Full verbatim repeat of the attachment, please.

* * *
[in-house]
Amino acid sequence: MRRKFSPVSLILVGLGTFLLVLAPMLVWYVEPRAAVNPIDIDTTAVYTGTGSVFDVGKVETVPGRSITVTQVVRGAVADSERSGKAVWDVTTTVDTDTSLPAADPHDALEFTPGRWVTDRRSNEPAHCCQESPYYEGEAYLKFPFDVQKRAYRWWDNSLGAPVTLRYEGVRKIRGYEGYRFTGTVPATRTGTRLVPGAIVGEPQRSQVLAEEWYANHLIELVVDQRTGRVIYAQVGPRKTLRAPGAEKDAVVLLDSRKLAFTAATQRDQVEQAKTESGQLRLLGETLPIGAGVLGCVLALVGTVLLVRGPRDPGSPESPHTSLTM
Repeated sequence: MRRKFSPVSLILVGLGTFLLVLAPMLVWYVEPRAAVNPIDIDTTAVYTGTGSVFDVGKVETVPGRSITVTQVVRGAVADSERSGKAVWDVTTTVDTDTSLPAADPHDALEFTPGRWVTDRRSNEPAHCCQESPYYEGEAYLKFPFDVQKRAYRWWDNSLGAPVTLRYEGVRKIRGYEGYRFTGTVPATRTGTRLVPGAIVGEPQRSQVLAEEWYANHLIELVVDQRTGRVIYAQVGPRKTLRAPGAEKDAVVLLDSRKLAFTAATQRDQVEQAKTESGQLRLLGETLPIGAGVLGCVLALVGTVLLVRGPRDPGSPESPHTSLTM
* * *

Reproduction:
[in-house]
Amino acid sequence: MRRKFSPVSLILVGLGTFLLVLAPMLVWYVEPRAAVNPIDIDTTAVYTGTGSVFDVGKVETVPGRSITVTQVVRGAVADSERSGKAVWDVTTTVDTDTSLPAADPHDALEFTPGRWVTDRRSNEPAHCCQESPYYEGEAYLKFPFDVQKRAYRWWDNSLGAPVTLRYEGVRKIRGYEGYRFTGTVPATRTGTRLVPGAIVGEPQRSQVLAEEWYANHLIELVVDQRTGRVIYAQVGPRKTLRAPGAEKDAVVLLDSRKLAFTAATQRDQVEQAKTESGQLRLLGETLPIGAGVLGCVLALVGTVLLVRGPRDPGSPESPHTSLTM
Repeated sequence: MRRKFSPVSLILVGLGTFLLVLAPMLVWYVEPRAAVNPIDIDTTAVYTGTGSVFDVGKVETVPGRSITVTQVVRGAVADSERSGKAVWDVTTTVDTDTSLPAADPHDALEFTPGRWVTDRRSNEPAHCCQESPYYEGEAYLKFPFDVQKRAYRWWDNSLGAPVTLRYEGVRKIRGYEGYRFTGTVPATRTGTRLVPGAIVGEPQRSQVLAEEWYANHLIELVVDQRTGRVIYAQVGPRKTLRAPGAEKDAVVLLDSRKLAFTAATQRDQVEQAKTESGQLRLLGETLPIGAGVLGCVLALVGTVLLVRGPRDPGSPESPHTSLTM